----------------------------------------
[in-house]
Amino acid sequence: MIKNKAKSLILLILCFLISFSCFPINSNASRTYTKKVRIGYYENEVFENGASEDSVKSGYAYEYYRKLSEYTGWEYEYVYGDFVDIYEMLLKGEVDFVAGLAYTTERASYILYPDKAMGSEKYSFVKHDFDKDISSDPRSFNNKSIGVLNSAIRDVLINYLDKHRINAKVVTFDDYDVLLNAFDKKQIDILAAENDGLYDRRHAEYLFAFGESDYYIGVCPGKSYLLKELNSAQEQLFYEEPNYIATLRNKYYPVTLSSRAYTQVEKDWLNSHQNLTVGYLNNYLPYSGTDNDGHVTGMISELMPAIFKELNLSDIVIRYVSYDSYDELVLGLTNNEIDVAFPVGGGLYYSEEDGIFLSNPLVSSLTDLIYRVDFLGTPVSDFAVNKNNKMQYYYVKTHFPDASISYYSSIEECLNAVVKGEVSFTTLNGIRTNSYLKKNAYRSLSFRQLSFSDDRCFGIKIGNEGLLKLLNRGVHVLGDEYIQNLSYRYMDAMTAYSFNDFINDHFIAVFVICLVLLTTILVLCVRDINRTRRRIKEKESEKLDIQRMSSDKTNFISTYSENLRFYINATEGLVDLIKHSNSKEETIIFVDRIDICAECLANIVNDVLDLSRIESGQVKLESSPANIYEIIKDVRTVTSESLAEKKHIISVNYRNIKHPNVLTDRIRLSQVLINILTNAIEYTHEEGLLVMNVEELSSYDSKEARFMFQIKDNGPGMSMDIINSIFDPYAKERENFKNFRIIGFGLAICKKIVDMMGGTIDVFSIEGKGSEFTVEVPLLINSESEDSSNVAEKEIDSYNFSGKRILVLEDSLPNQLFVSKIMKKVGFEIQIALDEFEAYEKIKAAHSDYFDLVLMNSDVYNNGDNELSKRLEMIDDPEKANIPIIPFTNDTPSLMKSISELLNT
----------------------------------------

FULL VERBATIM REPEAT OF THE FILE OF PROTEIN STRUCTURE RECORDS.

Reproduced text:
[in-house]
Amino acid sequence: MIKNKAKSLILLILCFLISFSCFPINSNASRTYTKKVRIGYYENEVFENGASEDSVKSGYAYEYYRKLSEYTGWEYEYVYGDFVDIYEMLLKGEVDFVAGLAYTTERASYILYPDKAMGSEKYSFVKHDFDKDISSDPRSFNNKSIGVLNSAIRDVLINYLDKHRINAKVVTFDDYDVLLNAFDKKQIDILAAENDGLYDRRHAEYLFAFGESDYYIGVCPGKSYLLKELNSAQEQLFYEEPNYIATLRNKYYPVTLSSRAYTQVEKDWLNSHQNLTVGYLNNYLPYSGTDNDGHVTGMISELMPAIFKELNLSDIVIRYVSYDSYDELVLGLTNNEIDVAFPVGGGLYYSEEDGIFLSNPLVSSLTDLIYRVDFLGTPVSDFAVNKNNKMQYYYVKTHFPDASISYYSSIEECLNAVVKGEVSFTTLNGIRTNSYLKKNAYRSLSFRQLSFSDDRCFGIKIGNEGLLKLLNRGVHVLGDEYIQNLSYRYMDAMTAYSFNDFINDHFIAVFVICLVLLTTILVLCVRDINRTRRRIKEKESEKLDIQRMSSDKTNFISTYSENLRFYINATEGLVDLIKHSNSKEETIIFVDRIDICAECLANIVNDVLDLSRIESGQVKLESSPANIYEIIKDVRTVTSESLAEKKHIISVNYRNIKHPNVLTDRIRLSQVLINILTNAIEYTHEEGLLVMNVEELSSYDSKEARFMFQIKDNGPGMSMDIINSIFDPYAKERENFKNFRIIGFGLAICKKIVDMMGGTIDVFSIEGKGSEFTVEVPLLINSESEDSSNVAEKEIDSYNFSGKRILVLEDSLPNQLFVSKIMKKVGFEIQIALDEFEAYEKIKAAHSDYFDLVLMNSDVYNNGDNELSKRLEMIDDPEKANIPIIPFTNDTPSLMKSISELLNT